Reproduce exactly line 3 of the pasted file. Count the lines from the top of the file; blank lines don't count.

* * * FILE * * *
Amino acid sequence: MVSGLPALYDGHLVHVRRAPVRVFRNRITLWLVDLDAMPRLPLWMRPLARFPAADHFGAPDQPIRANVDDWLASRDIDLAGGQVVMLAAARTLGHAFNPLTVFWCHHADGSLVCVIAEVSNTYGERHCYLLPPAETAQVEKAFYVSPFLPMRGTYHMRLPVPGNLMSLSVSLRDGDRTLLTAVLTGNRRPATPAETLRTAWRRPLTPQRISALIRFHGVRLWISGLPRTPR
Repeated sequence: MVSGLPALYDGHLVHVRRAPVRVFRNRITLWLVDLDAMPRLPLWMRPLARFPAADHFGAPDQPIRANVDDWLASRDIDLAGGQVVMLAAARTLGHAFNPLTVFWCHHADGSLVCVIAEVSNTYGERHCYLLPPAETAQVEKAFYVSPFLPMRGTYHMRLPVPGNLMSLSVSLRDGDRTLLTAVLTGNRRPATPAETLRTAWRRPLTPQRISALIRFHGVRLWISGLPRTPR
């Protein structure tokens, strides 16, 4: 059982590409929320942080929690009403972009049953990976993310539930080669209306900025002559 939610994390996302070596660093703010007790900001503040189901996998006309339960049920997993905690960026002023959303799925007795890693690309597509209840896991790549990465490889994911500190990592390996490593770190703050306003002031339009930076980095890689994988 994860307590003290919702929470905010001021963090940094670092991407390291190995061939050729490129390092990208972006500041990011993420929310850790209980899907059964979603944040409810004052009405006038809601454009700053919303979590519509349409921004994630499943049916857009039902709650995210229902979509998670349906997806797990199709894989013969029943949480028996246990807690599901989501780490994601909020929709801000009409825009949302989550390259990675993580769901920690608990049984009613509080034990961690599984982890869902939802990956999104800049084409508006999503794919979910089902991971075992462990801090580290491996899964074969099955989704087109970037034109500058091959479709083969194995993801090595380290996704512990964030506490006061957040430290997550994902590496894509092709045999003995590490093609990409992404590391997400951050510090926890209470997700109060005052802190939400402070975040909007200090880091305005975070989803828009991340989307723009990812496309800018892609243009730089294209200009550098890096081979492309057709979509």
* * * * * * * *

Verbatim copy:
């Protein structure tokens, strides 16, 4: 059982590409929320942080929690009403972009049953990976993310539930080669209306900025002559 939610994390996302070596660093703010007790900001503040189901996998006309339960049920997993905690960026002023959303799925007795890693690309597509209840896991790549990465490889994911500190990592390996490593770190703050306003002031339009930076980095890689994988 994860307590003290919702929470905010001021963090940094670092991407390291190995061939050729490129390092990208972006500041990011993420929310850790209980899907059964979603944040409810004052009405006038809601454009700053919303979590519509349409921004994630499943049916857009039902709650995210229902979509998670349906997806797990199709894989013969029943949480028996246990807690599901989501780490994601909020929709801000009409825009949302989550390259990675993580769901920690608990049984009613509080034990961690599984982890869902939802990956999104800049084409508006999503794919979910089902991971075992462990801090580290491996899964074969099955989704087109970037034109500058091959479709083969194995993801090595380290996704512990964030506490006061957040430290997550994902590496894509092709045999003995590490093609990409992404590391997400951050510090926890209470997700109060005052802190939400402070975040909007200090880091305005975070989803828009991340989307723009990812496309800018892609243009730089294209200009550098890096081979492309057709979509």